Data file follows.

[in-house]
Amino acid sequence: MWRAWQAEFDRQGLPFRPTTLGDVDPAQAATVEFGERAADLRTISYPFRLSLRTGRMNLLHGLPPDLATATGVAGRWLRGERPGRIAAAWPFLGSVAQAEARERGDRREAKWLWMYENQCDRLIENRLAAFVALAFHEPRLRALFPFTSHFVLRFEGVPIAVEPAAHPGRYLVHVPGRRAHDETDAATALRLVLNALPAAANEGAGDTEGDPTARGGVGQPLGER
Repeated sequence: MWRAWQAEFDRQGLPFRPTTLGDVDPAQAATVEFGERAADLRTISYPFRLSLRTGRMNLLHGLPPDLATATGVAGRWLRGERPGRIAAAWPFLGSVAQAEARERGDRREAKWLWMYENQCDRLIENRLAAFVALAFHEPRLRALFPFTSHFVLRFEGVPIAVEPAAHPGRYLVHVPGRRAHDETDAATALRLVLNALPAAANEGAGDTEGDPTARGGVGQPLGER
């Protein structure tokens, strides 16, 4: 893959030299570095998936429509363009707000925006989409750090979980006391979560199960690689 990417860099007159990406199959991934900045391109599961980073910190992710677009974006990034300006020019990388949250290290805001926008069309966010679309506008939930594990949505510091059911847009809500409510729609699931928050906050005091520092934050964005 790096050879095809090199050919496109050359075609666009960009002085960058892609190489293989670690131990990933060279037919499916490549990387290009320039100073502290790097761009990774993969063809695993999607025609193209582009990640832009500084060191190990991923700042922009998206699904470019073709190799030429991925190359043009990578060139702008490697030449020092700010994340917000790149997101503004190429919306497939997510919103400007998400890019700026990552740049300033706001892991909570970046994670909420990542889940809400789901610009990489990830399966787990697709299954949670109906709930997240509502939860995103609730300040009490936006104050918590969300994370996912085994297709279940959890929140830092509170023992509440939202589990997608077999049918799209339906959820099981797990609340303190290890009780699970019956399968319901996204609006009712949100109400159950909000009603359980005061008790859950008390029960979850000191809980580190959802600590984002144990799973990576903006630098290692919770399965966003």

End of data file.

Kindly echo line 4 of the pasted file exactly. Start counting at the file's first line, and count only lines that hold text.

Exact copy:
């Protein structure tokens, strides 16, 4: 893959030299570095998936429509363009707000925006989409750090979980006391979560199960690689 990417860099007159990406199959991934900045391109599961980073910190992710677009974006990034300006020019990388949250290290805001926008069309966010679309506008939930594990949505510091059911847009809500409510729609699931928050906050005091520092934050964005 790096050879095809090199050919496109050359075609666009960009002085960058892609190489293989670690131990990933060279037919499916490549990387290009320039100073502290790097761009990774993969063809695993999607025609193209582009990640832009500084060191190990991923700042922009998206699904470019073709190799030429991925190359043009990578060139702008490697030449020092700010994340917000790149997101503004190429919306497939997510919103400007998400890019700026990552740049300033706001892991909570970046994670909420990542889940809400789901610009990489990830399966787990697709299954949670109906709930997240509502939860995103609730300040009490936006104050918590969300994370996912085994297709279940959890929140830092509170023992509440939202589990997608077999049918799209339906959820099981797990609340303190290890009780699970019956399968319901996204609006009712949100109400159950909000009603359980005061008790859950008390029960979850000191809980580190959802600590984002144990799973990576903006630098290692919770399965966003």